Quinoa Salad with Sesame Oil & Whole Cashews

Nov 9th, 2017

Cashew nuts are widely consumed in the world, but how often do we see a cashew tree?

Native to Northeastern Brazil, cashew trees are simply amazing and beautiful. The nut is eaten raw or roasted, in recipes, or processed into cashew butter or cashew cheese. The shell is used for waterproofing, paints and many other products. The yellowish, reddish fruit can be processed into a sweet, astringent fruit juice or liquor.

Among nuts, cashews have a unique buttery, sweet and salty taste. Packed with lots of vitamins, inflatable obstacle course minerals and antioxidants, they contribute to healthy heart, healthy blood, and healthy eyes.

  • Excellent source of Vitamin E, K and B6
  • Rich in minerals like copper, phosphorus, zinc, magnesium and iron.
  • Rich in folic acid


1 cup of quinoa seed, handful raw unsalted cashews, couple pieces of pomelo or grapefruits and avocado, fresh cilantro, 2 tbsp of sesame oil, 1 tbsp of apple cider vinegar, ½ tbsp of lemon juice, 1 crushed garlic, salt, pepper.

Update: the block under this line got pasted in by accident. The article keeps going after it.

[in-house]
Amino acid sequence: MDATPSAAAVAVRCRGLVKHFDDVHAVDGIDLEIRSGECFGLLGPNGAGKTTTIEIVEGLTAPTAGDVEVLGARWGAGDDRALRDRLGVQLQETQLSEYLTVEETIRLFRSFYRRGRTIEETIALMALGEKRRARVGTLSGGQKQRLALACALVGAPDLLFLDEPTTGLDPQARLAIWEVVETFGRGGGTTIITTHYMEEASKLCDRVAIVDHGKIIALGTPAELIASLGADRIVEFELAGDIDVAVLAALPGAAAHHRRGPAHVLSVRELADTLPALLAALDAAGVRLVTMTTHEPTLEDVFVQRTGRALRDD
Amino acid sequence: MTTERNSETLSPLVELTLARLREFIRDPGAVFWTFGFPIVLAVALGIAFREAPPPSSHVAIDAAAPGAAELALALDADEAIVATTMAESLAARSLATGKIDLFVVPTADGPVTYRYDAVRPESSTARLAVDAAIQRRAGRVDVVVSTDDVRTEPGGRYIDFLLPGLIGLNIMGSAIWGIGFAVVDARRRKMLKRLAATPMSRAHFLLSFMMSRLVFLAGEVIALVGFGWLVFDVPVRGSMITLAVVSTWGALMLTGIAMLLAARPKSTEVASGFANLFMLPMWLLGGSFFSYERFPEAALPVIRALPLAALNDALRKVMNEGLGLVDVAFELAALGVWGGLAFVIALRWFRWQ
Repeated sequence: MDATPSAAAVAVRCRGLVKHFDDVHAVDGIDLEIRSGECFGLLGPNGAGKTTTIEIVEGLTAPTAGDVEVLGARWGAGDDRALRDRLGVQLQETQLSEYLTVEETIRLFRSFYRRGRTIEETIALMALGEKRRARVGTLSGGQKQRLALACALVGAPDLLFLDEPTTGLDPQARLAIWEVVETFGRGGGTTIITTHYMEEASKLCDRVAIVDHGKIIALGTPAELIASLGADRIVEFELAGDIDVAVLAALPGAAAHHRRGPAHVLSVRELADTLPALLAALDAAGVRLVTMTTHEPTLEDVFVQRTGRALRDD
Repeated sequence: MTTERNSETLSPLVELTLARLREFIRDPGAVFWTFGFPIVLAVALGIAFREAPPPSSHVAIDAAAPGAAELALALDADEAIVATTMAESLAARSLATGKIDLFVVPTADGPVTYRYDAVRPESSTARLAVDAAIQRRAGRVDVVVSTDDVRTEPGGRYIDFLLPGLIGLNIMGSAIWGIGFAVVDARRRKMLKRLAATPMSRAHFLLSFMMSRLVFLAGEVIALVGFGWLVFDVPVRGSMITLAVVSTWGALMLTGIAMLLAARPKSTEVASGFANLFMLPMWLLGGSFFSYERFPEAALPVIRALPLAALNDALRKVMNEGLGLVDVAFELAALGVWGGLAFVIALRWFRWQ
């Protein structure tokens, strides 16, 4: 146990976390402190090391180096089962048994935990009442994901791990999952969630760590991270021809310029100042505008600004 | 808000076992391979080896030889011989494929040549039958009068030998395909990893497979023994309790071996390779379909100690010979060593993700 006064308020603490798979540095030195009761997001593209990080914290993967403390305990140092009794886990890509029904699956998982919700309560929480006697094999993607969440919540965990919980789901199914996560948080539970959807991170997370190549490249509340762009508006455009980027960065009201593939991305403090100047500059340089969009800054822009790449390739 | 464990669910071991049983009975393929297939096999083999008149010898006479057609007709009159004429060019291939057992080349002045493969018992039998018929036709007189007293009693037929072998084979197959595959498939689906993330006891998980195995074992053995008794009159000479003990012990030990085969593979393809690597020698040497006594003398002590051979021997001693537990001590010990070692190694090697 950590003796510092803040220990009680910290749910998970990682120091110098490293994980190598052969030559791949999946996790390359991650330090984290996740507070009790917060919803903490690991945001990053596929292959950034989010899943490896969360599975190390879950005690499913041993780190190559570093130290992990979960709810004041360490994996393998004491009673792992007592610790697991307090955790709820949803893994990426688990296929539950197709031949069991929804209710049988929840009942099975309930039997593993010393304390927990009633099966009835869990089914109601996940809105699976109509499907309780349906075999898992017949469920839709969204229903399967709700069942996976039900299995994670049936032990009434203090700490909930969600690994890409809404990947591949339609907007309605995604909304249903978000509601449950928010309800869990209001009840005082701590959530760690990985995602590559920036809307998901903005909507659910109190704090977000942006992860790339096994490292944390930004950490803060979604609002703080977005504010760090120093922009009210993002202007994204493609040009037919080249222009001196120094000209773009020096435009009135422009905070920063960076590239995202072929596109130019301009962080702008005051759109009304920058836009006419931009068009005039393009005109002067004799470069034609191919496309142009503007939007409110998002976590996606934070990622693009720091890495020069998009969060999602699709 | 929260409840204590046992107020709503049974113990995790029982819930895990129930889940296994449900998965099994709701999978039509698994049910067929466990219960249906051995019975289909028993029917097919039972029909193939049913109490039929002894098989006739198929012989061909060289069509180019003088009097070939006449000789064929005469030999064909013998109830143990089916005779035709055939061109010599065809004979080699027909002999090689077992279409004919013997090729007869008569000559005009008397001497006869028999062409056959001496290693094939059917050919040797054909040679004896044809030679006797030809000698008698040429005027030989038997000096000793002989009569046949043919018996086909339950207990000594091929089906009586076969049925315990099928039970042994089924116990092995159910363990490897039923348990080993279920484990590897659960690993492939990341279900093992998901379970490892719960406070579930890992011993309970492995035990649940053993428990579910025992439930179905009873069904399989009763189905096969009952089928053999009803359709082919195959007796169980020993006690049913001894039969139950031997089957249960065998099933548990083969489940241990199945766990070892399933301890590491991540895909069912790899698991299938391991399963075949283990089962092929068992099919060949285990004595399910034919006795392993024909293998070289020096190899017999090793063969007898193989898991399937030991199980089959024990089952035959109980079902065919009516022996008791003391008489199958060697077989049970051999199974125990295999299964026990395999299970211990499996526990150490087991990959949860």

In a rice cooker or a medium saucepan, cook 1 cup of quinoa with 1-1/2 cup of water.

In a large bowl, prepare the dressing by mixing well all together: sesame oil, apple cider vinegar, lemon juice, garlic, salt and pepper.

When the quinoa is cooked and the water is absorbed, toss it well in a bowl with the dressing, add pomelo and avocado and let it cool off in room temperature.

In a serving bowl, place the salad, then add fresh cilantro and cashews.

Note: The salad can stay fresh in the refrigerator for 3 days. Add desired cashews just before serving.




Mouna is a 200-hours Yoga Alliance registered teacher who also completed 200-hours Advanced Hatha Yoga Teacher Training with Master Yogananth. Mouna is an active member of Andiappan Yoga Community, teaching yoga to domestic helpers. Native of Morocco, Mouna has been immerged from a very young age in her rich traditional cuisine influenced by Berber, Moorish and Arab neighbors. Her mother, a fine cook continues the family traditions of distilling orange blossom, making olive oil, and preserved lemons. Mouna is passionate about simple, healthy and fusion homemade food recipes.

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